“People change what they do less because they are given analysis that shifts their thinking than because they are shown a truth that influences their feelings.” – John Kotter
As leaders, we can increase our effectiveness in communicating our organization’s vision and mission, by remembering that we must appeal to people’s emotions first. As John Kotter describes in his book, The Heart of Change, people choose to follow a leader or make a behavior change first based on what they feel, and then on what they think. In fact, we know from recent neuroscience research that emotion is the fast lane to the brain.
To help people engage with your message and remember it, it needs to be combined with imagery and emotion. As I’ve learned over time, the easiest and most effective way to create imagery and emotion is through stories. Stories engage people’s hearts and minds. Stories create emotional responses. And stories stick!
Last summer I bumped into someone who had attended a seminar I led about two years ago on Leading Change, she told me she still remembered the Whitewater Rafting story I told as a metaphor for Kotter’s 8-step change model. While, she didn’t remember all 8-steps of the model, the central idea for leading change stayed with her due to the story. I was amazed!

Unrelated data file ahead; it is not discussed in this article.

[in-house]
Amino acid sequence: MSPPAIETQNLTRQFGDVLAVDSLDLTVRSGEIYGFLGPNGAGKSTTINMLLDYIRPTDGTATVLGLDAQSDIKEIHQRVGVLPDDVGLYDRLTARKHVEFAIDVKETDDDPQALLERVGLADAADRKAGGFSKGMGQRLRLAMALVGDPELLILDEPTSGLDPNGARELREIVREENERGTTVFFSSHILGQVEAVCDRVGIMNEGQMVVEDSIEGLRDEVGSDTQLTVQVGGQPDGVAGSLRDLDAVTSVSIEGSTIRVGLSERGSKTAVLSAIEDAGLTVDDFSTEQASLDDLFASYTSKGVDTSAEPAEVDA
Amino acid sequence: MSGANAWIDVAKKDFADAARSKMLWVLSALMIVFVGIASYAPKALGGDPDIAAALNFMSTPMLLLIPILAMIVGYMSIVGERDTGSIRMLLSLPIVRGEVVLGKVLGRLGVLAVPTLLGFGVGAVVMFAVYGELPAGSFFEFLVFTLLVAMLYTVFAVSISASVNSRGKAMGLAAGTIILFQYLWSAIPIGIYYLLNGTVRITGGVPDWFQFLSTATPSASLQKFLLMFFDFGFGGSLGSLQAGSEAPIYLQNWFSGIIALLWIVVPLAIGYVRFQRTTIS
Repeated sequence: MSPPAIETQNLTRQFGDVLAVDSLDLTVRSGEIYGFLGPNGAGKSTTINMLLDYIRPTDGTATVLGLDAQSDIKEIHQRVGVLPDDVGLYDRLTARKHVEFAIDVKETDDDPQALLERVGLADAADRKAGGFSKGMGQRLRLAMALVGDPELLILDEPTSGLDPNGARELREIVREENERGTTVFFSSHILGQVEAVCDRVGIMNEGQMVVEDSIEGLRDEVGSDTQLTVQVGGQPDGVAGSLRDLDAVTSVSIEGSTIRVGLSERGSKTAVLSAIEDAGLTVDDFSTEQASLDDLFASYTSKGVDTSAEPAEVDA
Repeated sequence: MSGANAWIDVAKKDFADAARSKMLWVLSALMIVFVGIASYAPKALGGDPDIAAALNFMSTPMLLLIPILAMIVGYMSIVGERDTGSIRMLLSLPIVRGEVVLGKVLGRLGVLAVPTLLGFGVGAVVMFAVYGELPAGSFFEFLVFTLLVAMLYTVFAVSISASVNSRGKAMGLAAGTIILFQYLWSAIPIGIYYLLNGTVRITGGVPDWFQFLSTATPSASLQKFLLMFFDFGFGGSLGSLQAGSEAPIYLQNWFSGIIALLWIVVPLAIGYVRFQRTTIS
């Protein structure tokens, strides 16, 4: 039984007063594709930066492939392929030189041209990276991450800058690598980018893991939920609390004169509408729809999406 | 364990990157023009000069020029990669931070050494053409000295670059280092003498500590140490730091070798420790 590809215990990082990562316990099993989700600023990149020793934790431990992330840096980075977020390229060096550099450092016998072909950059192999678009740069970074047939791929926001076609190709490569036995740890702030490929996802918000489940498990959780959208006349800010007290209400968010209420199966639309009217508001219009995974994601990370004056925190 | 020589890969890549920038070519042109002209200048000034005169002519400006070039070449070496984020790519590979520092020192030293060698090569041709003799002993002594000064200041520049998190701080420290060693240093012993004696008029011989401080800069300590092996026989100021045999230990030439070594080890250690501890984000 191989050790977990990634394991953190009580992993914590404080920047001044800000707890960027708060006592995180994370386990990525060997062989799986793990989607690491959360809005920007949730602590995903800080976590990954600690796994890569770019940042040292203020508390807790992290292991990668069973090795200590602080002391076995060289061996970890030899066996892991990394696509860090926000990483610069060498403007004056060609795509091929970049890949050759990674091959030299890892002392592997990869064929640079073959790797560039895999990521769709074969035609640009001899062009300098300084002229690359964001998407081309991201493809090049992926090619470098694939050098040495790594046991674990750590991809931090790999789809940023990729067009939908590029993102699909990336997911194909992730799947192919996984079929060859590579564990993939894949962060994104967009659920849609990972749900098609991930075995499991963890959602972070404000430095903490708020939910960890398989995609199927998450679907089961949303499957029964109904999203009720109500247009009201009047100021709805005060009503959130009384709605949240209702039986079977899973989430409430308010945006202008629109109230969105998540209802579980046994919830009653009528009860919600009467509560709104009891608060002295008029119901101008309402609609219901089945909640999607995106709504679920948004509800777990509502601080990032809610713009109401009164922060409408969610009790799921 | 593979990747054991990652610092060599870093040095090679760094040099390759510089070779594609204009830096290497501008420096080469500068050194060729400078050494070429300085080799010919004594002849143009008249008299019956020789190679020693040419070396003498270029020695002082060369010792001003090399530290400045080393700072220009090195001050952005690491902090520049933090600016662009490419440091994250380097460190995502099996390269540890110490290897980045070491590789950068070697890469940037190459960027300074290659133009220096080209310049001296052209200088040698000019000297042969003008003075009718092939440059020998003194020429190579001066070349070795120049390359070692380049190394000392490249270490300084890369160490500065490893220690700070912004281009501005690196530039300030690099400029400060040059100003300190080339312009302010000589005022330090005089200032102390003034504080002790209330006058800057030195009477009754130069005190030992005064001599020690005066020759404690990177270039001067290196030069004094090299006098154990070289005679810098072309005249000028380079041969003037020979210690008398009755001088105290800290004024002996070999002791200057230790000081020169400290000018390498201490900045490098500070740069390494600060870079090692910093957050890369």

To take this idea one step further, consider that storytelling can be a strategic activity for a leader. According to storytelling expert David Hutchens , you can create alignment, engagement, and action by telling four core stories about your organization or your part of it.
- Who we are stories mobilize people around your identity and culture. Remind people “what it means to be us,” and create passion to move forward!
- Vision stories paint a vivid picture of the future that you desire. When you present the vision as a story, it comes to live and invites people to engage.
- Stories of Values in action. So your college or university values access and excellence? That’s fine. But to keep the words from ringing hollow, tie those values to credible stories. When brought to life with stories, your values become a differentiator.
- Stories of Change and Learning are an often-neglected category of organizational story. It’s a risk to appear vulnerable. But if you wish to create a culture of learning and continual improvement, share these stories with a spirit of transparency, humility, and authenticity.
Storytelling is not an activity that comes naturally to me, so I’ve had to work hard to create stories that have the key messages I want to convey, along with emotional triggers that help people engage with the message. (An emotional trigger is any stimulus that activates an emotional response in the listener.)
As Hutchens says, “If you’re a leader, you’re the narrator.” What stories are you telling that communicate your vision and mission to those you lead?
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